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People v. Gomez





APPEAL from the Circuit Court of Winnebago County; the Hon. JOHN E. SYPE, Judge, presiding.


The defendant was charged by information with unlawful possession of more than 30 grams of a substance containing cocaine, unlawful possession of more than 30 but not more than 500 grams of a substance containing cannabis and unlawful possession of a firearm. Defendant was found guilty on all three counts by jury verdict. He was sentenced to the Department of Corrections for 4 to 6 years on the charge of possession of more than 30 grams of a substance containing cocaine, to 1 year to 1 year and 1 day on the cannabis charge and to 30 days in the county jail on the firearms charge, all three sentences to run concurrently.

The defendant appeals on these grounds: (1) the court erred in denying his motion to quash the search warrant; (2) the court erred in admitting into evidence $1020 found in a pocket of a coat found in the bedroom closet of his apartment and, (3) the State did not prove beyond a reasonable doubt that he had actual or constructive possession of the cocaine.

The facts of the case are essentially these: A special narcotics agent of the Illinois Department of Law Enforcement, assisted by four Rockford police officers, executed a search warrant at defendant's apartment in Rockford. Upon entering the apartment, defendant was observed standing in the living room and a man and woman were seated on the couch. A yellow plastic bowl was found on the counter in the kitchen part of the living room-kitchen. In the bowl was a rolled-up plastic bag containing a white powdery substance which was later tested and determined to contain cocaine. A pistol, pistol case and some ammunition was found in defendant's bedroom dresser drawer. One thousand twenty dollars was found in the pocket of defendant's coat in his bedroom closet. Also found on the closet floor was a brown paper bag inside of which was a clear plastic bag containing a substance later determined to be cannabis. The defendant was taken to the police department. The other man in the apartment was searched and released, but was not questioned regarding the items found in the apartment. The woman's purse was searched, but her person was not, nor was she questioned, and she was released. Defendant's motion for a directed verdict was denied.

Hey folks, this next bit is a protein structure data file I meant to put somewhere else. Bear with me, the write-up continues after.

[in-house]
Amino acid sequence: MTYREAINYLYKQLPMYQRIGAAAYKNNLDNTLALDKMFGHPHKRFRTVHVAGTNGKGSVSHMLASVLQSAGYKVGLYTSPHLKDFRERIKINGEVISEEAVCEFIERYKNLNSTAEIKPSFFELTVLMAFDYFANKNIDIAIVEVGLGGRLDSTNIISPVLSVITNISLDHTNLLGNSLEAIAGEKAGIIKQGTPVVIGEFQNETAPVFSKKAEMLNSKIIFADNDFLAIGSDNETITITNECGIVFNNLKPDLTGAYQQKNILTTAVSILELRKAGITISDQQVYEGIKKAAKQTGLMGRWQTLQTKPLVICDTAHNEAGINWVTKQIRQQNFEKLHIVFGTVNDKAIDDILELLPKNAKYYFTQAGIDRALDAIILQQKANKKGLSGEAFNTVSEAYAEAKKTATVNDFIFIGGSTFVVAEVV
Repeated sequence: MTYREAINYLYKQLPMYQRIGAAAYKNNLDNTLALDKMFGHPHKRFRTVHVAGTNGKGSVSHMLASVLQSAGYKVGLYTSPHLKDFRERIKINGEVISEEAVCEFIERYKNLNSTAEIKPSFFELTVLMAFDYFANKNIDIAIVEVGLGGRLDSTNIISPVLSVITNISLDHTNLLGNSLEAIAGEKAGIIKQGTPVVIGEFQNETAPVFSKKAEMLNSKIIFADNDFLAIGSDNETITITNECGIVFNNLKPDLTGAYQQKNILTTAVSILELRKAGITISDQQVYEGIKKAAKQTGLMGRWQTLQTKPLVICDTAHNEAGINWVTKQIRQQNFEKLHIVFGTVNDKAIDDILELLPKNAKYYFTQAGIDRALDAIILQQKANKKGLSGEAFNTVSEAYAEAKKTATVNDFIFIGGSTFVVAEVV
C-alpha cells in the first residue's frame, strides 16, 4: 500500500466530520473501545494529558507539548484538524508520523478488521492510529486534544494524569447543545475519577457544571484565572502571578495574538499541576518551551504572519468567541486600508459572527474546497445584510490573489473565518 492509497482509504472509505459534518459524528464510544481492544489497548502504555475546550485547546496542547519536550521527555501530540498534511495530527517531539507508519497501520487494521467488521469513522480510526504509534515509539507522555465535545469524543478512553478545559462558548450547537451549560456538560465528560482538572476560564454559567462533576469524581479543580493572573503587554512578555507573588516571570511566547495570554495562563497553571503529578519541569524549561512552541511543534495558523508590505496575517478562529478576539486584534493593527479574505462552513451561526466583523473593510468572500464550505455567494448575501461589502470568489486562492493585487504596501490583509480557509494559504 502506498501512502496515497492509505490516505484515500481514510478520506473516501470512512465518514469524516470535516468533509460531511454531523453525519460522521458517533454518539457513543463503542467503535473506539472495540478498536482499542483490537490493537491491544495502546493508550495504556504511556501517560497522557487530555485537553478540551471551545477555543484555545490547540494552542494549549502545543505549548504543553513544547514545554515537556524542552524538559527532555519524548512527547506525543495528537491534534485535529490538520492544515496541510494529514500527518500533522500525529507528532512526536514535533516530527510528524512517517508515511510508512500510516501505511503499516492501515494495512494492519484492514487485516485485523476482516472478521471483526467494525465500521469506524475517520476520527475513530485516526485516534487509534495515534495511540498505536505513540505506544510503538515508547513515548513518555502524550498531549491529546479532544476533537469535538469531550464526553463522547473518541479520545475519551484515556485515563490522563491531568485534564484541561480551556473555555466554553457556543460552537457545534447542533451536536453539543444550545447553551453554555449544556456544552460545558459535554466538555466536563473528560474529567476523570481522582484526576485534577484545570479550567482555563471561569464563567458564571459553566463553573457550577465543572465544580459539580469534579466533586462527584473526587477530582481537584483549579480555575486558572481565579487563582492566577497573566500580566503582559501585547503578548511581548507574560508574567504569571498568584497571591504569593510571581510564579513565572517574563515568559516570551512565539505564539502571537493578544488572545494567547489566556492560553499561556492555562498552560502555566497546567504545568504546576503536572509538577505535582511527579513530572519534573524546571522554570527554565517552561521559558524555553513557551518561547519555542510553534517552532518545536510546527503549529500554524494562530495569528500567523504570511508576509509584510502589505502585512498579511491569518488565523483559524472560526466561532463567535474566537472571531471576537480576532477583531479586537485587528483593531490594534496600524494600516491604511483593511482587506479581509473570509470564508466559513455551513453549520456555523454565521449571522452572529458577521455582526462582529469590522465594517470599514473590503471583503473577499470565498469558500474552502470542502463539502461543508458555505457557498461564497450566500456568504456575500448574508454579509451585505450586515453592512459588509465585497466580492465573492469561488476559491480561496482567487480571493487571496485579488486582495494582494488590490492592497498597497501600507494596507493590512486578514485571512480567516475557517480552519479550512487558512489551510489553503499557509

Defendant testified he had a party earlier that evening, and he did not know who had brought in the container of cocaine that was found in the kitchen. Defendant denied both knowledge and control of the cocaine.